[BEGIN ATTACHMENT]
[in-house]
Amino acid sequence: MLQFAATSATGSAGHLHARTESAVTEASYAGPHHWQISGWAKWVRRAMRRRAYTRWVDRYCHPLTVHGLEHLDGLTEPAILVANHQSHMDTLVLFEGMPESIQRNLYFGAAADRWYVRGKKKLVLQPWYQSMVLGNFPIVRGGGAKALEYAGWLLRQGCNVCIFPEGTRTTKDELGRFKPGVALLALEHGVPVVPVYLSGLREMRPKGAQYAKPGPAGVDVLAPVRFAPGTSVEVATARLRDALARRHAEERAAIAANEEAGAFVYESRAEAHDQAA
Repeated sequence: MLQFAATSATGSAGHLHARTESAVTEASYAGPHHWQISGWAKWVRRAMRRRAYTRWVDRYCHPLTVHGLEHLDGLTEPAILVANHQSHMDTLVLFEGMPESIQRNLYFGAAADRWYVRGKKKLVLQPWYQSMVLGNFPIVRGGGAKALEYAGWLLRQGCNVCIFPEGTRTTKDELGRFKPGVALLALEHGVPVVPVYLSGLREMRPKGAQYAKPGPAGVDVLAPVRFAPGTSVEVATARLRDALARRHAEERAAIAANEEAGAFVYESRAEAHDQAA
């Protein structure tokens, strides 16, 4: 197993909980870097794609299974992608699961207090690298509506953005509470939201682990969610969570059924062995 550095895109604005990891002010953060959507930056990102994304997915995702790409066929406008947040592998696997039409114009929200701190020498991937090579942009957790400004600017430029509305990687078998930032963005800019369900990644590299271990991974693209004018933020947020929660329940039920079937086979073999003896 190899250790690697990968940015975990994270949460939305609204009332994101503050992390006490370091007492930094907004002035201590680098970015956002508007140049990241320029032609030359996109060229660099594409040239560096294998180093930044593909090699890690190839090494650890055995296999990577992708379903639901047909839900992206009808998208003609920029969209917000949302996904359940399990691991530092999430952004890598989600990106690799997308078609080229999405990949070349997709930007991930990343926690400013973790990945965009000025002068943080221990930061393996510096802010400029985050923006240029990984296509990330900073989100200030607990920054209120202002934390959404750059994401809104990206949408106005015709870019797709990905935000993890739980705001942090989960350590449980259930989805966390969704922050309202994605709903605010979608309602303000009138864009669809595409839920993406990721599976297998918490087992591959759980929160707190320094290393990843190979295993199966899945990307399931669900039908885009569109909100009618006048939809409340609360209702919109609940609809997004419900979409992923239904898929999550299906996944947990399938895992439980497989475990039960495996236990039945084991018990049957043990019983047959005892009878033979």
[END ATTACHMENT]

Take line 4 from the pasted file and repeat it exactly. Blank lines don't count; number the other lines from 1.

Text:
């Protein structure tokens, strides 16, 4: 197993909980870097794609299974992608699961207090690298509506953005509470939201682990969610969570059924062995 550095895109604005990891002010953060959507930056990102994304997915995702790409066929406008947040592998696997039409114009929200701190020498991937090579942009957790400004600017430029509305990687078998930032963005800019369900990644590299271990991974693209004018933020947020929660329940039920079937086979073999003896 190899250790690697990968940015975990994270949460939305609204009332994101503050992390006490370091007492930094907004002035201590680098970015956002508007140049990241320029032609030359996109060229660099594409040239560096294998180093930044593909090699890690190839090494650890055995296999990577992708379903639901047909839900992206009808998208003609920029969209917000949302996904359940399990691991530092999430952004890598989600990106690799997308078609080229999405990949070349997709930007991930990343926690400013973790990945965009000025002068943080221990930061393996510096802010400029985050923006240029990984296509990330900073989100200030607990920054209120202002934390959404750059994401809104990206949408106005015709870019797709990905935000993890739980705001942090989960350590449980259930989805966390969704922050309202994605709903605010979608309602303000009138864009669809595409839920993406990721599976297998918490087992591959759980929160707190320094290393990843190979295993199966899945990307399931669900039908885009569109909100009618006048939809409340609360209702919109609940609809997004419900979409992923239904898929999550299906996944947990399938895992439980497989475990039960495996236990039945084991018990049957043990019983047959005892009878033979």